1. Susie, I agree with Regan and let’s argue for more carrots. Tell the funders to give an edge to collaborative proposals. We only got the Atlas of Living Australia (a collaboration between museums, herbaria and universities) funded because we collaborated. This was not entirely our doing as our Federal Government made it clear that collabortive proposals for funding had a greater chance of success. It’s my perception that Australia and the EU do this better than the USA does. I also think our own museum associations could do more to award (reward) collaborative projects; let’s celebrate our successful collaborations!

  2. It’s probably salutary to consider our culture of collaboration in museums within a broader social and economic context – compared to this general ‘baseline’ level of collaboration out there, it could be argued we are actually doing quite well!

    When I’ve met people at conferences who have experience in the more dog-eat-dog corporate world, they have remarked at how open and willing to share they find people in museums / heritage / interpretation. The issues you mention about zero-sum games and IP would affect us far less than they do many other ‘industries’ (the fact that I can’t find a better word off the top of my head in itself says something about the alignment of our culture).

    I agree with Frank – collaboration is probably only going to really work when there is some kind of economic or resource-based carrot attached to it. Also when we can argue that we can get more bang for our buck when we collaborate – which we often can as those wheels then aren’t being endlessly reinvented.

    1. Regan, absolutely. Despite the somewhat critical tone in my post, I actually think our sector does much of this well. Many, if not most, people are absolutely willing to talk to their experiences, and I think sessions like Epic Fail at MW2012 show that it isn’t only the good things that people will discuss. Having said that, I do often hear people calling for greater collaboration within the sector (or even their own institutions), without necessarily trying to dissect why it doesn’t happen. So this post was more an attempt to do that.

  3. SC – Sorry this is so long, I just HAVE to get this off my chest. Some interesting and provocative insights the past few days … ‘Threats from within’ – I prefer to think of it as ‘opportunities to re-examine how we do business’.

    That said, all the recent toing-and-froing in blogs (you, Nina Simon, Ed Rodley, etc) boil down to one thing: fear. Fear of losing [management/curatorial] control, fear of losing funding, fear of doing the wrong thing, fear of failing and looking like an idiot, fear you will fail (or you will not fail) and I will look like an idiot, on and on and on. As an industry what we haven’t come to grips with (and as a council owned museum I see this everyday) we haven’t learned to cope with risk and overcome fear. We are loath to confront it and slow to accept it. We claim to be champions of the creative and innovative yet, as a whole, stick to the status norm. Sometimes I just want to shake people and say: “let go, it will be ok. The earth will continue to rotate. If we fail, we try again, fail better next time.”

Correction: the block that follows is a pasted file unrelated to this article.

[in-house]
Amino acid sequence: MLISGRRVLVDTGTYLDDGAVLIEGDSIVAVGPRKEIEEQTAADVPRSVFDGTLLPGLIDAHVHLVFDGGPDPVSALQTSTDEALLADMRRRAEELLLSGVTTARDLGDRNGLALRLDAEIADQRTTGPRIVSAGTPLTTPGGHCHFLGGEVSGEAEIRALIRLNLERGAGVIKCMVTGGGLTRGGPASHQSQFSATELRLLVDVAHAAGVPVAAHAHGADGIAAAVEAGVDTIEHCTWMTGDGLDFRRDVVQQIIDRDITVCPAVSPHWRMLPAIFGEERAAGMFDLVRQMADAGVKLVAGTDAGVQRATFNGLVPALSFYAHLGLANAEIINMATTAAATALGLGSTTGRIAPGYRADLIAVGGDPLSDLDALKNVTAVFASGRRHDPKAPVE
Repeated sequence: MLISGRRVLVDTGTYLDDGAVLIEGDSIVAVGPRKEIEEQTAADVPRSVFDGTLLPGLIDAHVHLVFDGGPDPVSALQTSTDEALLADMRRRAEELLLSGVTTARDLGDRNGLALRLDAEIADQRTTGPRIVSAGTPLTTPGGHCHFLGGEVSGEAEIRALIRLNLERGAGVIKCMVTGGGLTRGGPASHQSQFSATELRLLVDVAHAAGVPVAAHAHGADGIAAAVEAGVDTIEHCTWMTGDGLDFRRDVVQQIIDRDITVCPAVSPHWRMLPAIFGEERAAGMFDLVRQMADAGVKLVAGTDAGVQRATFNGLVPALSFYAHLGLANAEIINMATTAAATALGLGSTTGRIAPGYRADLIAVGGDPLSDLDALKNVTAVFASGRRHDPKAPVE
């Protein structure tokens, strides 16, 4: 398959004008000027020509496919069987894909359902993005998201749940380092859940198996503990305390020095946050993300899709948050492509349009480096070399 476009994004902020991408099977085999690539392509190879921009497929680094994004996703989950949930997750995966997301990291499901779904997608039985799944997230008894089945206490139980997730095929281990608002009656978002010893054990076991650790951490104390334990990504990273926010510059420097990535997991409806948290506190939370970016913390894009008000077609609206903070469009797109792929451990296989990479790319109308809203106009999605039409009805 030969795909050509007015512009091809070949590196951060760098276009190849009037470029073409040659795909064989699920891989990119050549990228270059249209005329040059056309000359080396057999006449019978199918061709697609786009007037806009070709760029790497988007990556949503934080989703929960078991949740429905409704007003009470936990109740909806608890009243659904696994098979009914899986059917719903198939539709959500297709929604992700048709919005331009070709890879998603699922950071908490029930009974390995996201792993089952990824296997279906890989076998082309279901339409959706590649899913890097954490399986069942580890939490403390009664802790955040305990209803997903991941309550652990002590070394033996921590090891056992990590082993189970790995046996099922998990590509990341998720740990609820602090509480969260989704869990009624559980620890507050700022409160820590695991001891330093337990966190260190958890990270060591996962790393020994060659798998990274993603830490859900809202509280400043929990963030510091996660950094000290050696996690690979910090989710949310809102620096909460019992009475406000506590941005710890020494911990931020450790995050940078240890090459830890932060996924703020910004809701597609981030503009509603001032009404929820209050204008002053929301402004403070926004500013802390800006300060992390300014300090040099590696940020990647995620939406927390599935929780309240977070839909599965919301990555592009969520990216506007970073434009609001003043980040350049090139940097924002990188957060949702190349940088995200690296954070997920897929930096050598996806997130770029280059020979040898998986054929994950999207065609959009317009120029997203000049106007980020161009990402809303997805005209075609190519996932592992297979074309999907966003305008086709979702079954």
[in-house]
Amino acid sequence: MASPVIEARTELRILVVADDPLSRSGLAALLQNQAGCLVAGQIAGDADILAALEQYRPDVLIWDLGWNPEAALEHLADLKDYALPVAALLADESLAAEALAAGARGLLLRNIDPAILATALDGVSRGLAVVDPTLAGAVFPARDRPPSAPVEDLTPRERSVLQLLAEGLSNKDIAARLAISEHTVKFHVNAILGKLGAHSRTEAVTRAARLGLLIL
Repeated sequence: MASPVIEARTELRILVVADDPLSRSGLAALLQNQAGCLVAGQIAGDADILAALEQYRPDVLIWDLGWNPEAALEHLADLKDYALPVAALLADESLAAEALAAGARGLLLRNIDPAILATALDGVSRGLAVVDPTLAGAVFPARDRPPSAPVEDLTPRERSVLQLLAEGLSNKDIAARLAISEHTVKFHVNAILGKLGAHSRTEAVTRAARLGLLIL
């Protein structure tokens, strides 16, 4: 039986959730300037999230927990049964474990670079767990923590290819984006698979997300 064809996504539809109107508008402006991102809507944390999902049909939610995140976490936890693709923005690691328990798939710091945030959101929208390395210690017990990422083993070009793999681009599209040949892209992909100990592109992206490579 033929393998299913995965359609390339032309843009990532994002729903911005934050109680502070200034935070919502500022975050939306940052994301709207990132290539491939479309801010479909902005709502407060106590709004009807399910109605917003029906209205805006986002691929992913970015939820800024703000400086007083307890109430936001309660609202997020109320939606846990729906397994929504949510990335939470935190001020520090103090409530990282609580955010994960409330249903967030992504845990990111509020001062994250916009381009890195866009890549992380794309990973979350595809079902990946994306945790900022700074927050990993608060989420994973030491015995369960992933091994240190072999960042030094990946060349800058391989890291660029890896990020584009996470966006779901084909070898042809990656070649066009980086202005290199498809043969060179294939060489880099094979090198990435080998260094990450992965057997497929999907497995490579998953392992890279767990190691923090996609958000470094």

As for competition, I agree with Frank, competition is a good thing. Again, we (the industry) don’t know how to cope with it. We fear it and just don’t go about it the right way. What really sticks in my craw, as a museum director and arts manager, is the insular way we look at ourselves. Like cultural institutions are above this; art and heritage are sacred above the messy fray of business and we should be loved and supported simply because we are [here]. Time to move past that. Competition for time, attention and money is cutthroat. However, I don’t feel we are in competition with other museums – in or out of my region. I love other museums near by; that would build critical mass of opportunity for our visitors to ‘make a day of it’ and museum crawl. And a golden opportunity to share resources and develop joint marketing campaigns. Gasp! I know, perish the thought.

    Other museums are not my competition … sitting home in your underwear with 900 cable channels, prepping for VELS tests and trying to be Master Chef on a bubble-n-squeak budget these are my competition not sharing my sacred program information. The public thinking (for right or wrong) that TV, movies, adventure parks, the mall and the internet are better value and more complete entertainment/educational experiences – that kind of misguided thinking is our competition. We are ultimately in competition with those products (and lets face it, we are a product) who realize it is all about customer service and total ‘what’s in it for me’ experiences. Far too many museums just do not get that. I know these are heretical words and I am tarnishing my reputation as I type.

    What needs to change you ask? Stop focusing on what we don’t have – like money will solve all your institutional troubles, be open minded to opportunity -no matter how far fetched and focus on the total experience – in your museum and out. Everywhere you turn there are wonderful, exciting and captivating objects and experiences. I have no fear in collaborating with them. The local footy club want to partner with me? Yes, please. Forgive my long reply and thanks for allowing me to vent. Have a good weekend …